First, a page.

More than a week after its announcement, the FCC has yet to show its Draft Order to impose sweeping Net Neutrality regulations on the Internet. No one but leakers and insiders has seen what’s in the Draft Order, which is reportedly based on the agency’s so-called “ancillary authority” similar to what was rejected this spring in the Comcast ruling. But who knows? According to some reports, we may not even see the Order until after the Commission votes on it on December 21st.
Where have we heard this before, Nancy?
So, there’re a lot of questions. More specifically, those interested want to know how the FCC can exert authority that was rejected in Comcast? Surprisingly, however, it’s that very same ruling which may shed light onto how the FCC can, or cannot, issue Net Neutrality regulations.
As per Comcast, the Court appears equivocally behind the notion that the FCC can use “ancillary authority” to regulate. But, in their view – and quite apart from the belief held by many that information services cannot ever be regulated by the Commission until Congress gives it that specific authority – the agency can only do it if it ties its authority to a “statutorily mandated responsibility” (which was not accomplished by the Commission in Comcast). Stated differently, the agency’s Net Neutrality rules need to be “contingent upon specifically delegated powers under the Act.” Consequently, the task for the Commission is to find specific authority that its “ancillary” rules can reasonably advance.
What is the new post-Comcast formulation for the FCC? Again, who knows? Comm Daily reported the other day that the FCC has built its Hidden Order on specifically delegated powers in Title II and Title III authority, as well as in Section 706 of the Comm Act.
The Comcast Court seems to have rejected reliance on Section 706 to base the agency’s “ancillary authority,” stating that even the Commission recognizes, through a prior unchanged order, that Section 706 “does not constitute an independent grant of authority.”
But, the Court appears more amenable to Title III arguments (for broadcast regulations) to the extent there is a connection to specific mandated authority. And, they also see Section 201 of the Act (common carrier regulation) as a possible angle for the Commission to hang its ancillary hat on.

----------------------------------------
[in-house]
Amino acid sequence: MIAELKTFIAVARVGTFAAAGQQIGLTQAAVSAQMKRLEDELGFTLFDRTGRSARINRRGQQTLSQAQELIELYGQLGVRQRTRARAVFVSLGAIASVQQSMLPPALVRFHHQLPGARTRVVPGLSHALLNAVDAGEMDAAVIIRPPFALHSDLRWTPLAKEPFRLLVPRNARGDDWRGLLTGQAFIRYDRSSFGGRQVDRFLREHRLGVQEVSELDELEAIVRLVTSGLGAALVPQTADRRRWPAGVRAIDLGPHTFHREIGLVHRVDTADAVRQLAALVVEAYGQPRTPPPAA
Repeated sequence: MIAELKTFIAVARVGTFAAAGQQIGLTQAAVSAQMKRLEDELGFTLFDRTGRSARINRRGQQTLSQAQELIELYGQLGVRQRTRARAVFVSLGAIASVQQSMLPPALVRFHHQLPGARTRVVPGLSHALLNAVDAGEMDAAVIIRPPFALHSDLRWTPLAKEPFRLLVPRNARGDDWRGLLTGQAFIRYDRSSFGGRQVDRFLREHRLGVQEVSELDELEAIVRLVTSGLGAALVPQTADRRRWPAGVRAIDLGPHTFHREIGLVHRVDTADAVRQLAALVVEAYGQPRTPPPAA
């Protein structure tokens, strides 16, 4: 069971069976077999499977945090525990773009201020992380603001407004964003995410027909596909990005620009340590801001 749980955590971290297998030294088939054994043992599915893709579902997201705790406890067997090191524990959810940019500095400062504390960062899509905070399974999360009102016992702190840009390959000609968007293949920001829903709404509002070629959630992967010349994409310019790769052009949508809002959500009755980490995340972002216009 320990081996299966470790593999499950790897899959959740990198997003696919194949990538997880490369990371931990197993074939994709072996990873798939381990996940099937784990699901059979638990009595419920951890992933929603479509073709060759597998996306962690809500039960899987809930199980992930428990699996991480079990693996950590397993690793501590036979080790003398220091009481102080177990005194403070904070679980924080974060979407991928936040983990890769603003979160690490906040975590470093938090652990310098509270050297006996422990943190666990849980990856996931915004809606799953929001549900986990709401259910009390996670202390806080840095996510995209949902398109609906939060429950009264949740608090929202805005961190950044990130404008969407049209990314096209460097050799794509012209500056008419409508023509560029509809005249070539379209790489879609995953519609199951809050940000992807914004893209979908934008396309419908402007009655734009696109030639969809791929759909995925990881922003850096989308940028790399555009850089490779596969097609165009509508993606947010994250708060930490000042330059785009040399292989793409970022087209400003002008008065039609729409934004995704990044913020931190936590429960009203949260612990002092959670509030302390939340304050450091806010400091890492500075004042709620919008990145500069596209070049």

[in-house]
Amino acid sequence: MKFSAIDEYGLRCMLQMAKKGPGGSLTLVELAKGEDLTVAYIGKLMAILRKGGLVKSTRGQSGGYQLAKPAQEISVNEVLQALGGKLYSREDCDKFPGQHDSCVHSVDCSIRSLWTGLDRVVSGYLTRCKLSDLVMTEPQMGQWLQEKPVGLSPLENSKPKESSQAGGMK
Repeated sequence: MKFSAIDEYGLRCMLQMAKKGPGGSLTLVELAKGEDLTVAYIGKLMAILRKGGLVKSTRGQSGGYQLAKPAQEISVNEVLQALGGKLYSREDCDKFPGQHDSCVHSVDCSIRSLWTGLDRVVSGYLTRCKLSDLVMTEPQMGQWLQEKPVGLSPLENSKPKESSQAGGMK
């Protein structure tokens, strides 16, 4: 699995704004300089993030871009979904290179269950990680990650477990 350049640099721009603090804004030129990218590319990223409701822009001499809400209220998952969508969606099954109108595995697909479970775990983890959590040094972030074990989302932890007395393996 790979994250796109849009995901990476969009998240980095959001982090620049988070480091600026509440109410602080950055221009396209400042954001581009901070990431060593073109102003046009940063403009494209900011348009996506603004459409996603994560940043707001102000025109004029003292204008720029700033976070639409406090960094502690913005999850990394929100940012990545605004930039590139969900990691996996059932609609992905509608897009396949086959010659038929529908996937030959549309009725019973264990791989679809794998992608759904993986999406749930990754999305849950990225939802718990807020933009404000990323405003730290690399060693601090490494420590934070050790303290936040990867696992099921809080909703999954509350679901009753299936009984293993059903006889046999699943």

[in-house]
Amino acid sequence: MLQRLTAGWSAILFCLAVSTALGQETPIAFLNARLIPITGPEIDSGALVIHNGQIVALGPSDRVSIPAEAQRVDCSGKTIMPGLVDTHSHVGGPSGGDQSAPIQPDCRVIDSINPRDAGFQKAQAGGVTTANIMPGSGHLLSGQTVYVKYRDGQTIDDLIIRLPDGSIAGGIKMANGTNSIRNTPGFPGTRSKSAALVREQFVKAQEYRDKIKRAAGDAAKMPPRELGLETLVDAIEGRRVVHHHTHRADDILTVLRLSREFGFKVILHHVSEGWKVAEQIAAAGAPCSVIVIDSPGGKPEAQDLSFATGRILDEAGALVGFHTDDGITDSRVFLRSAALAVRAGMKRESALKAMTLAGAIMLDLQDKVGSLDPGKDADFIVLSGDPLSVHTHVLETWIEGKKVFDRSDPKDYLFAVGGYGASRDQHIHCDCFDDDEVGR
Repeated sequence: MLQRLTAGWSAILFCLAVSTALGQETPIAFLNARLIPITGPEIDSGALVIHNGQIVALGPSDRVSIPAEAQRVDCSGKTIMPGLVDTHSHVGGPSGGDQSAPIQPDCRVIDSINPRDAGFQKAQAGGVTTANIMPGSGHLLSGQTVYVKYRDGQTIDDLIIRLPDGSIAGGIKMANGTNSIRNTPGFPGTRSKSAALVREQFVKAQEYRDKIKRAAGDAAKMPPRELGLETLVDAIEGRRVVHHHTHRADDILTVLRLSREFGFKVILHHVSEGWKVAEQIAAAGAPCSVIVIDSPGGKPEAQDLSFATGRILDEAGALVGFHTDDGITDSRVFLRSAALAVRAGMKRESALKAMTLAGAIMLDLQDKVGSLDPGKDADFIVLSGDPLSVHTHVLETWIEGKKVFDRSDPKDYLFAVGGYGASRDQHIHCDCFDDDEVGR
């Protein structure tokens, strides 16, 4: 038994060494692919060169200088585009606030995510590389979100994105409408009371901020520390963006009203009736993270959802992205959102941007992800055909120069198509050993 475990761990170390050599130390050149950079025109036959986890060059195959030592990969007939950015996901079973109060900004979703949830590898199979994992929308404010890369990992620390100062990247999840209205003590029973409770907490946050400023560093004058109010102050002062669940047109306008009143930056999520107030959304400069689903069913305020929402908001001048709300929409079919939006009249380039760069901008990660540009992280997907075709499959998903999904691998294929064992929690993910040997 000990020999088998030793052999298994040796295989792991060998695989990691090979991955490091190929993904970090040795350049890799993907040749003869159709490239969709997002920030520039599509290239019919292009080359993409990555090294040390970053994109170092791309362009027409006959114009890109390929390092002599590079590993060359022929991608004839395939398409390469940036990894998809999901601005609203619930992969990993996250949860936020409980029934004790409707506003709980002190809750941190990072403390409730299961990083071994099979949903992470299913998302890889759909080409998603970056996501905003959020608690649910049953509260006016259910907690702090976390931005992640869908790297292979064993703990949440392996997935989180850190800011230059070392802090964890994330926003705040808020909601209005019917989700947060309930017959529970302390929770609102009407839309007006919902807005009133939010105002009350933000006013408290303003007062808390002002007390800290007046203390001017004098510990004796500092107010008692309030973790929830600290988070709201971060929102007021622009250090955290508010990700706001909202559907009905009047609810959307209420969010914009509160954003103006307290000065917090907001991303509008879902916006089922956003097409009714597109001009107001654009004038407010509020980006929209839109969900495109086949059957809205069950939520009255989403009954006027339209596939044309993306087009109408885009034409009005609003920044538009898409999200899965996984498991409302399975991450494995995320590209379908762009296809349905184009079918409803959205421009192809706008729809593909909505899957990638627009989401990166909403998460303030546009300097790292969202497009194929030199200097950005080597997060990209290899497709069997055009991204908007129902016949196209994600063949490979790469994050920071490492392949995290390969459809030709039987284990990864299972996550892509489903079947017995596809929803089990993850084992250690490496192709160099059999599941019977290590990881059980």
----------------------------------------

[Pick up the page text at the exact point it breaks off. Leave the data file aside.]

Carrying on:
Maybe the Commission is using these lines of authority to refashion its infirm Net Neutrality regulations? Maybe not? But here’s the real question. For an agency that has prided itself on change and transparency, their furtive actions belie the spin. In other words, why should there be any questions at all? Voicing some of this frustration, Commissioner Meredith Attwell Baker wants to know, too, recently exclaiming:
“If this agency is to operate in the most transparent and inclusive manner, we should proactively put out a copy of our draft Net Neutrality rules for comment today. The comment cycle can be short, but putting some sunshine on what we are doing would inform our process.”
And why else is she so upset?
“By doing it ourselves, there are no jurisdictional limits. We delegate to ourselves an unbounded regulatory power to adopt policies to promote a particular vision for the Internet. Congress is right to ask us to stand down,” she said.
To be honest, I’m in the Baker camp of thought on this. Moreover, it’s clearly a question of congressional proportion, one that will significantly affect our economy, jobs and innovation going forward. Thus, I believe it’s inappropriate for the Commission – even if all five commissioners agreed – to exercise its authority (and I’m being generous here) as it ostensibly proposes.
Congress should step in. The FCC should butt out until then. But if the Commission feels inclined to poke the eye of Americans, especially given the results of the midterm elections, they should at least show all of their cards so we can have an open – not closed – debate.